3. Generate a phrase based on keyword relevance. (For example, “iloveanime.com” appears greater than or equal to x amount of times, the category is “anime” so category = topic, and perhaps the person says “love” or “awesome” quite a lot in their tweets. So we say “x likes topic.”)

I don’t know if that makes sense or not. Please, add suggestions or critique my current idea of how to do this. There might be an easier way I don’t know of.

Forcing search engine to display stock quote in Chrome

Is there a way (extension, tag) to input a stock ticker into the Google Chrome search bar and return the relevant yahoo finance/ google finance/bloomberg page for a stock?

Most of the time google is very good about showing a finance card but there are numerous tickers (KORS) comes to mind where the finance card doesn’t show up at all.

Search Engine Optimization. The Starter Guide for $2

This document first began as an effort to help teams within Google, but we thought it’d be just as useful to webmasters that are new to the topic of search engine optimization and wish to improve their sites’ interaction with both users and search engines. Although this guide won’t tell you any secrets that’ll automatically rank your site first for queries in Google (sorry!), following the best practices outlined below will make it easier for search engines to crawl, index and understand your content. Search engine optimization is often about making small modifications to parts of your website. When viewed individually, these changes might seem like incremental improvements, but when combined with other optimizations, they could have a noticeable impact on your site’s user experience and performance in organic search results. You’re likely already familiar with many of the topics in this guide, because they’re essential ingredients for any web page, but you may not be making the most out of them. Even though this guide’s title contains the words “search engine”, we’d like to say that you should base your optimization decisions first and foremost on what’s best for the visitors of your site. They’re the main consumers of your content and are using search engines to find your work. Focusing too hard on specific tweaks to gain ranking in the organic results of search engines may not deliver the desired results. Search engine optimization is about putting your site’s best foot forward when it comes to visibility in search engines, but your ultimate consumers are your users, not search engines. Your site may be smaller or larger than our example site and offer vastly different content, but the optimization topics we discuss below should apply to sites of all sizes and types. We hope our guide gives you some fresh ideas on how to improve your website, and we’d love to hear your questions, feedback, and success stories in the Google Webmaster Help Forum.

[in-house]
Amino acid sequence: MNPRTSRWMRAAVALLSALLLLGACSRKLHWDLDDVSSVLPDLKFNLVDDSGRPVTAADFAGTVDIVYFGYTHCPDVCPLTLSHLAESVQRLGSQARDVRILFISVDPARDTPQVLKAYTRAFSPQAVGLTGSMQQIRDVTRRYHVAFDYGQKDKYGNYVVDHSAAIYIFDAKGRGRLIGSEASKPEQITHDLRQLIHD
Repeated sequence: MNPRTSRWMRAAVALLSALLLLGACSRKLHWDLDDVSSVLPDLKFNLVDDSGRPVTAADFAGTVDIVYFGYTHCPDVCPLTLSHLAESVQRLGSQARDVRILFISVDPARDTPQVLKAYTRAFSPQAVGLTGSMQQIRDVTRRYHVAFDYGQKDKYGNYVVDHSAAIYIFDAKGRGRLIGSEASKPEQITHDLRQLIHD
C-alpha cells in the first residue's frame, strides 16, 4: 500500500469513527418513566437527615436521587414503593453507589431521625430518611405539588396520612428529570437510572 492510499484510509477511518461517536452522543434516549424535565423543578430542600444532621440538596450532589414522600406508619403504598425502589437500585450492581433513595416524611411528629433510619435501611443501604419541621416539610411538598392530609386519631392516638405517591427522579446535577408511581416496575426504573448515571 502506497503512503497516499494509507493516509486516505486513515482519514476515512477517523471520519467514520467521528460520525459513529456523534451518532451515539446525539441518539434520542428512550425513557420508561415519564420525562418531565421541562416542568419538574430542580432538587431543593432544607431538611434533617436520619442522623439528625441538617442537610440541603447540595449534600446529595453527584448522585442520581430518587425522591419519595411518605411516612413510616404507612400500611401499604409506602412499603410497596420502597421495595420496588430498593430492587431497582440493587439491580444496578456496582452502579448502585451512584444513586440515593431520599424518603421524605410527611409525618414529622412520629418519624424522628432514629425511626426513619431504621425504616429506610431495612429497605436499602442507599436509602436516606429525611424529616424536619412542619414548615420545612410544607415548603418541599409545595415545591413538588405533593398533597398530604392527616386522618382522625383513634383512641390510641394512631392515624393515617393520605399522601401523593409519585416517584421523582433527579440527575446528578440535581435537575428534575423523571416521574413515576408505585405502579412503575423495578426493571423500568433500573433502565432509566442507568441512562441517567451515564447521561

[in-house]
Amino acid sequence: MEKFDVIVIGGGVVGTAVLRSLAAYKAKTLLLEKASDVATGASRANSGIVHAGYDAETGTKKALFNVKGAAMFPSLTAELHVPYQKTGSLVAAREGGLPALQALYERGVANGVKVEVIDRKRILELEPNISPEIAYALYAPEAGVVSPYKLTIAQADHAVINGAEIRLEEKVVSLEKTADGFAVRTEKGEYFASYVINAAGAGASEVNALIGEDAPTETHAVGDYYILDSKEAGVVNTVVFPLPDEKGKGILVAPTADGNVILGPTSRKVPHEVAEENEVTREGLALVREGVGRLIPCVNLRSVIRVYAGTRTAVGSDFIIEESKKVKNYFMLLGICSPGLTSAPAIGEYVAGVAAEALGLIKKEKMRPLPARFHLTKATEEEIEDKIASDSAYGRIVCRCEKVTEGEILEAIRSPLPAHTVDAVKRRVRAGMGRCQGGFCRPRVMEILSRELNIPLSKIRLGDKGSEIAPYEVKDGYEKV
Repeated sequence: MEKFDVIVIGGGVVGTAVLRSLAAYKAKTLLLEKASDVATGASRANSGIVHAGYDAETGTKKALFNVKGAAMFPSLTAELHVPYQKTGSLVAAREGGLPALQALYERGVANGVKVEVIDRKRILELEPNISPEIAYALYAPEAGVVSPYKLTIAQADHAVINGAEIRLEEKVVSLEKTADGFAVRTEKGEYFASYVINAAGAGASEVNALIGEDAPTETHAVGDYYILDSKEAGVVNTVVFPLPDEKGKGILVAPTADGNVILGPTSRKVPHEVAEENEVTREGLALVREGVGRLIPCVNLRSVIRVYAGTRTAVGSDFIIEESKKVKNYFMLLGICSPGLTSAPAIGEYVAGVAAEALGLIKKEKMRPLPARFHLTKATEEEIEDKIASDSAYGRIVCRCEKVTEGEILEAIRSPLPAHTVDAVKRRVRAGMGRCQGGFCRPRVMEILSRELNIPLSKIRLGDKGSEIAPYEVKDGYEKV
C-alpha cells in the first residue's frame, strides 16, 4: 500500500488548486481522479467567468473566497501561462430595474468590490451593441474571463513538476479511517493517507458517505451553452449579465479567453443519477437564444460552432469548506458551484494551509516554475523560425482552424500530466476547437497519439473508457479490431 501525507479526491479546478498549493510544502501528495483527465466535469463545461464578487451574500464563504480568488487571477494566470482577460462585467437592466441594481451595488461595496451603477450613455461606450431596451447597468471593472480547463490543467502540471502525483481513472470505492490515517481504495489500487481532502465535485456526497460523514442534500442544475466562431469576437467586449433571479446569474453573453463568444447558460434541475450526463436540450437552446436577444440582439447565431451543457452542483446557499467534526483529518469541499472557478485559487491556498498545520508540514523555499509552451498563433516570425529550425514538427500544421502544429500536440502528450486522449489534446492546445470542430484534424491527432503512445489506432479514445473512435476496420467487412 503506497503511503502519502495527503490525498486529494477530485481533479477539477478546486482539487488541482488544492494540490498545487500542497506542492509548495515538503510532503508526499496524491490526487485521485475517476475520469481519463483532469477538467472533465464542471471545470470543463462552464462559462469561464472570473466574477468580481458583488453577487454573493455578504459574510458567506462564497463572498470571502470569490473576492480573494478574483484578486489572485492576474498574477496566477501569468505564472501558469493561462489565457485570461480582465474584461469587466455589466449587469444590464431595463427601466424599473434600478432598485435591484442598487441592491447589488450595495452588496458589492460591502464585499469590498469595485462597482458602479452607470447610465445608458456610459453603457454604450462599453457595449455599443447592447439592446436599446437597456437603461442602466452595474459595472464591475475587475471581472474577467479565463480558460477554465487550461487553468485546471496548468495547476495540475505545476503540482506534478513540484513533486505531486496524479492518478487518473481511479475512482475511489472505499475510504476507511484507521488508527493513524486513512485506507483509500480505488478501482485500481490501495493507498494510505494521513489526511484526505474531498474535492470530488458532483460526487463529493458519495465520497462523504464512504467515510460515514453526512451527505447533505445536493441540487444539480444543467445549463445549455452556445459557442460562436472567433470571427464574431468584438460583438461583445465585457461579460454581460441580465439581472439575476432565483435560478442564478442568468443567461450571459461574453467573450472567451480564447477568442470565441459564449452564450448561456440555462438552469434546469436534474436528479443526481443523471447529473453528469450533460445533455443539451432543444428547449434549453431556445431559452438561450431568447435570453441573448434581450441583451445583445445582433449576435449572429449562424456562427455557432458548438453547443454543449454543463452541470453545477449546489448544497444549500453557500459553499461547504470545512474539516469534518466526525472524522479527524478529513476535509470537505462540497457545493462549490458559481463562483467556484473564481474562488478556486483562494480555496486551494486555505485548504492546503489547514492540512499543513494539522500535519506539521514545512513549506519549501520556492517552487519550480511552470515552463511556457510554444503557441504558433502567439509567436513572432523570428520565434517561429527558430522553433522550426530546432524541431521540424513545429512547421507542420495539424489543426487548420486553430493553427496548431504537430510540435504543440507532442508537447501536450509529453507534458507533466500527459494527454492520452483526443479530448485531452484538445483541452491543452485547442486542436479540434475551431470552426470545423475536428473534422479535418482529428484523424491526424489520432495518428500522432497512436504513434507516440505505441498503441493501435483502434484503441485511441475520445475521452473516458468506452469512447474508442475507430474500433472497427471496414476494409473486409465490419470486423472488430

by: oforce500
Created: —
Category: Onsite SEO & Research
Viewed: 90


Make SEO Package And higher on the search engine rankings for $45

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How would one log into an AWS User Pool from Unreal Engine?

I’m very, very new to the networking and AWS side of things, but experimenting a bit with some concepts. I was wondering if anyone had suggestions for the following use case. I’m in an experimental capacity at the moment, so these atypical practices have their reasons. Anyway, thanks for any guidance y’all can provide!

  1. A person in Unreal enters some credentials, e.g., “username” and “password.”
  2. I verify that in AWS with a Cognito User Pool and provide them with an access token. Optionally, maybe I access IAM/Cognito directly to log into a User Pool identity.
  3. Upon verifying that request, I serve them links to download content, e.g., from S3. The links could have further verification with tokens and such.

My initial plan was to send some HTTP(S) requests to Lambda functions, but Lambda doesn’t appear to support Authenticating a user by receiving credentials. I could be totally crazy of course, and may have just missed that part of the documentation.

So, I suppose my questions are: from Unreal Engine, what would the best way be for simply submitting user credentials and receiving a token in return? And, once I have that token, what’s the best way to then route that token and user pool to an S3 bucket for downloading some special content? I feel like making some serverless web app with no front-end as a surrogate for Unreal requesting just two things would be super overkill. But maybe y’all feel differently, and I’m open to suggestions.

Thanks! Definitely expect some follow-up questions as I’m quite new to the AWS space, heh. If this is an inappropriate venue for questions like this, I’m happy to close the thread and go elsewhere.